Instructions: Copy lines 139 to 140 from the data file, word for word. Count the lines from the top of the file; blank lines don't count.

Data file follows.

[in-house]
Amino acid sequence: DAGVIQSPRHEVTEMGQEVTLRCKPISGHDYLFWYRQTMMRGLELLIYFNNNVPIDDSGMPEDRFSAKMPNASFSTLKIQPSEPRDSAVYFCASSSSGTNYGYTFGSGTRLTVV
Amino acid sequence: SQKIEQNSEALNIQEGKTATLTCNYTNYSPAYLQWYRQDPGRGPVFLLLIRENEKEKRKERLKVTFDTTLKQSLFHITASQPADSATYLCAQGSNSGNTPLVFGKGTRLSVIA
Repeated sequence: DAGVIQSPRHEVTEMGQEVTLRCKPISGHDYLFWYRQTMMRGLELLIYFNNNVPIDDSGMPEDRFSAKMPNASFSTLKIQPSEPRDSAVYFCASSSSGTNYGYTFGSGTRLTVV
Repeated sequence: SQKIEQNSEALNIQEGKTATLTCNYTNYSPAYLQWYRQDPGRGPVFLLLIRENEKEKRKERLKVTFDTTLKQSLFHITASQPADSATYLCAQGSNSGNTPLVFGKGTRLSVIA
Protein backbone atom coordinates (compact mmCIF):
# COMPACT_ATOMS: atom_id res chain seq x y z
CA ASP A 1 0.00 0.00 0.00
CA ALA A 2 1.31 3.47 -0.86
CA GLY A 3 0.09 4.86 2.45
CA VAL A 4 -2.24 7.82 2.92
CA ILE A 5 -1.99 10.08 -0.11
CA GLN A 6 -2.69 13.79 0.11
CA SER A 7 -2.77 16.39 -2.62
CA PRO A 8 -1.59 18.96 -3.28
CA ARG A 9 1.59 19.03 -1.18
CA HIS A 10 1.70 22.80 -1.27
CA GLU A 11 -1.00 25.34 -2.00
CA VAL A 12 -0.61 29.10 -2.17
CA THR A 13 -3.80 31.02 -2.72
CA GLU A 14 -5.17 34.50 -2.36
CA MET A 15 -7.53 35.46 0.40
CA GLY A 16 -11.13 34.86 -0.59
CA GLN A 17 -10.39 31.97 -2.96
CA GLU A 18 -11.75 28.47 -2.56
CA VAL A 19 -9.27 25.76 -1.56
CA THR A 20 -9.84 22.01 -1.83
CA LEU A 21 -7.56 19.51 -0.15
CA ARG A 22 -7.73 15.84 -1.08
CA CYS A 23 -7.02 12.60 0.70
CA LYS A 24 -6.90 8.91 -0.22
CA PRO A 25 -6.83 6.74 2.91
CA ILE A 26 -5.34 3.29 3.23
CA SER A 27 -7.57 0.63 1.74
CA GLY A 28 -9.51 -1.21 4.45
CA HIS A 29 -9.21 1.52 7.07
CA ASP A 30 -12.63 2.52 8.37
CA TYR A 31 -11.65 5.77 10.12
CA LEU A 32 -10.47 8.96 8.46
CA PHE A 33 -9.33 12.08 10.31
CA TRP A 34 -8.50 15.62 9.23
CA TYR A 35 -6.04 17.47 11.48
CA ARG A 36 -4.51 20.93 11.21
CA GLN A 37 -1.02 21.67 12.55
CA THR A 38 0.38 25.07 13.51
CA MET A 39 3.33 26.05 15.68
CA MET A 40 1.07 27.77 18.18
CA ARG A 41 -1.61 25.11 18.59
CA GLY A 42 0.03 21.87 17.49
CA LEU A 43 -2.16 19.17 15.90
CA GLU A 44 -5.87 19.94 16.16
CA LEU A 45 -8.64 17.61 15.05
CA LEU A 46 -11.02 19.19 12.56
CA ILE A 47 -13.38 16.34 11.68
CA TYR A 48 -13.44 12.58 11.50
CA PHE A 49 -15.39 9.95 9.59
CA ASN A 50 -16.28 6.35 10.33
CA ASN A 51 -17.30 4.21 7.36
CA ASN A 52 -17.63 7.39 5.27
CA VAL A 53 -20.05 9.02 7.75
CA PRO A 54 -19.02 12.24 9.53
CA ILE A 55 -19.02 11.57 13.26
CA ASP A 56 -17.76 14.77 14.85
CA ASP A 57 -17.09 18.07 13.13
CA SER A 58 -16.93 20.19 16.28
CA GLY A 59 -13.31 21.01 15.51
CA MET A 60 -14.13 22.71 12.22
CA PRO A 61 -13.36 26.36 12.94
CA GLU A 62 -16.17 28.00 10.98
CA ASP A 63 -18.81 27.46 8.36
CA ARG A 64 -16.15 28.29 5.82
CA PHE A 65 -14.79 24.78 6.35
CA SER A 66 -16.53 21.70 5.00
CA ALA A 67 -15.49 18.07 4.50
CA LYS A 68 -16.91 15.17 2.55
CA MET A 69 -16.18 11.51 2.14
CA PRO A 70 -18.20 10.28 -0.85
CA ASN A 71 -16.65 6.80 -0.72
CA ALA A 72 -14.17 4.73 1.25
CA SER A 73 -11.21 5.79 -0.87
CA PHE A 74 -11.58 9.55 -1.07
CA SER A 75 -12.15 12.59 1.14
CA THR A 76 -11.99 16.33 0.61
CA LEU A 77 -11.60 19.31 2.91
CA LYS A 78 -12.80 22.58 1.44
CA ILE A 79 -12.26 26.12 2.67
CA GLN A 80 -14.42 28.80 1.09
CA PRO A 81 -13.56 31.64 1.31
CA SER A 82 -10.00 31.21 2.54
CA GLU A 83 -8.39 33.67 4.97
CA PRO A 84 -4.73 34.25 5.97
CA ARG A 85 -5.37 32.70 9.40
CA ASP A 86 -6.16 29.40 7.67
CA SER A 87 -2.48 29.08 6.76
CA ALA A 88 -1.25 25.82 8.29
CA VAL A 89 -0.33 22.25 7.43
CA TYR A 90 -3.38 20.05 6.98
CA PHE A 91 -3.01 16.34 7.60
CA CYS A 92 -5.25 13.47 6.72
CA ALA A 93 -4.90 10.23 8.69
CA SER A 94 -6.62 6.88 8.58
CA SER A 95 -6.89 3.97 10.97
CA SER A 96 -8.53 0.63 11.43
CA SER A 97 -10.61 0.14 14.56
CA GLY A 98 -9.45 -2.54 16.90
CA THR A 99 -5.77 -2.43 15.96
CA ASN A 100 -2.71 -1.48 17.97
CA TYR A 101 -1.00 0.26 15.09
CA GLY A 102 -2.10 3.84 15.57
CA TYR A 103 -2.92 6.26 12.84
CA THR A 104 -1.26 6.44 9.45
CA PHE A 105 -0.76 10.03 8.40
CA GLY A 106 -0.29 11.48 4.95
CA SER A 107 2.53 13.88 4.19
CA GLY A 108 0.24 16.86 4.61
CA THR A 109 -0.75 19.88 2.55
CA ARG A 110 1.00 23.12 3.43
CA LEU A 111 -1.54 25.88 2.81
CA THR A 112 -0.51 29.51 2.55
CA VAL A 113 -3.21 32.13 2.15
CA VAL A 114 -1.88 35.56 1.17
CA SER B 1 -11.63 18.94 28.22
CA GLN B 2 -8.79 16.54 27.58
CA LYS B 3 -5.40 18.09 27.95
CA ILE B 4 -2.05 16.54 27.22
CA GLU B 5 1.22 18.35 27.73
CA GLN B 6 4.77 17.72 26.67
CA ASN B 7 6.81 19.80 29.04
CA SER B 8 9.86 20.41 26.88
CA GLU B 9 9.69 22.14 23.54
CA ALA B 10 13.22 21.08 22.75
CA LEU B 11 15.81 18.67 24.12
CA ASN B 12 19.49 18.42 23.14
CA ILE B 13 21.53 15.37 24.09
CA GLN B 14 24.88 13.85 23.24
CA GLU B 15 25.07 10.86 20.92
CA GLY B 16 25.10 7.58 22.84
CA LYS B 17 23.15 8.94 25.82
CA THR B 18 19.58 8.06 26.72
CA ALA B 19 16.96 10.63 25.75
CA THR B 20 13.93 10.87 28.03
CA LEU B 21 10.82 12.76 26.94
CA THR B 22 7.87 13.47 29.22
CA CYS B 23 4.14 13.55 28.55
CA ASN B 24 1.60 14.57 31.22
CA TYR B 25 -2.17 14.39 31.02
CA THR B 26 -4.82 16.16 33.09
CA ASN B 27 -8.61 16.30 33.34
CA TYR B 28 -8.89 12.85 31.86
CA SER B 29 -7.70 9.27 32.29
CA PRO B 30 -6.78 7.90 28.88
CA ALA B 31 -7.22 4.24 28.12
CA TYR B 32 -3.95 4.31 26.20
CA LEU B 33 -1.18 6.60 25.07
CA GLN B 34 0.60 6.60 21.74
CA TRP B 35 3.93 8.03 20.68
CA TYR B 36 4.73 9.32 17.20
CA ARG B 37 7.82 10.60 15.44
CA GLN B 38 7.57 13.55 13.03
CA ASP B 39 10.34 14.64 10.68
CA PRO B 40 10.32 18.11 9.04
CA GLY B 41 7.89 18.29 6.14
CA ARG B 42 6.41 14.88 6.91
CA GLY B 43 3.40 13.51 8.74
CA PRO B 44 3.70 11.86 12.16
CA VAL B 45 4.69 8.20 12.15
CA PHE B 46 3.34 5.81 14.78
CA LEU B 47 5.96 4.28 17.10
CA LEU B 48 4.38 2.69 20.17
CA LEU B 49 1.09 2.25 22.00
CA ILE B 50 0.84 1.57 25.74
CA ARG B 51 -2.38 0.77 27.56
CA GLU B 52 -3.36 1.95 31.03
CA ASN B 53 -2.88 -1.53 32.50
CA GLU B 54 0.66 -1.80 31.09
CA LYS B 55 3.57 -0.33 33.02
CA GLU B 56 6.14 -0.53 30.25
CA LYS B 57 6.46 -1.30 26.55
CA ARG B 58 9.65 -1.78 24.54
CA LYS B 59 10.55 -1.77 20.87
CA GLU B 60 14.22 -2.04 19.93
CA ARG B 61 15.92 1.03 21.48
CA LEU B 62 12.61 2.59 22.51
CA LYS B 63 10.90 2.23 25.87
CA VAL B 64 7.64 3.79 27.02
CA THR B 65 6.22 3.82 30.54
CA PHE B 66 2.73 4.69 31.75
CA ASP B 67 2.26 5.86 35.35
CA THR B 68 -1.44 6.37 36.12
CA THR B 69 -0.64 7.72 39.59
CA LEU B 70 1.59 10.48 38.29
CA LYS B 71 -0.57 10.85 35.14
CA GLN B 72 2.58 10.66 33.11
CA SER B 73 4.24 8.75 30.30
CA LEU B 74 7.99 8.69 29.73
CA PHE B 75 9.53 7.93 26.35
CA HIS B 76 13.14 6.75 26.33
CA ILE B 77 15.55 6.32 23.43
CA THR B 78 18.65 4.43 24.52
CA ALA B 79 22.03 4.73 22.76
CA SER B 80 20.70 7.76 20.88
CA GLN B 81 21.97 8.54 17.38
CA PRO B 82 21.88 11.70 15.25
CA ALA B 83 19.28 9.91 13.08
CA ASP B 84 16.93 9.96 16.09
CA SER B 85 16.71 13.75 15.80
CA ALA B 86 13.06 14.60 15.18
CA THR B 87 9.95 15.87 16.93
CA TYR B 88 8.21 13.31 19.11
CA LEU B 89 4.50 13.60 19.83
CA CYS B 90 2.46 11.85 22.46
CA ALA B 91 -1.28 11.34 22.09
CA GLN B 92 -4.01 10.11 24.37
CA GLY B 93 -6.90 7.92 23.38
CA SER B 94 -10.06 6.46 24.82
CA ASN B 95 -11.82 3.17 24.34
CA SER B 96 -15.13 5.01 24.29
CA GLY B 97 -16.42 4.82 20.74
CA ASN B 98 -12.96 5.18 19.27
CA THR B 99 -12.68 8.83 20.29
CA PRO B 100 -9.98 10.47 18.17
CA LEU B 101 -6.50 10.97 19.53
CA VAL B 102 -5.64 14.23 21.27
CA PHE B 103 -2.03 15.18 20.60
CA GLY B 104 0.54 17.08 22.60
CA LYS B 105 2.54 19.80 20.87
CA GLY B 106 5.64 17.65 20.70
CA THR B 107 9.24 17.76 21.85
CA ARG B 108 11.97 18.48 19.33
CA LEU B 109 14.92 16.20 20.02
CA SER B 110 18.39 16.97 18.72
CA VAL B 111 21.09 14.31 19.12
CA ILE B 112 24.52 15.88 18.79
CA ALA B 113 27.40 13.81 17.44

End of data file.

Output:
CA THR B 18 19.58 8.06 26.72
CA ALA B 19 16.96 10.63 25.75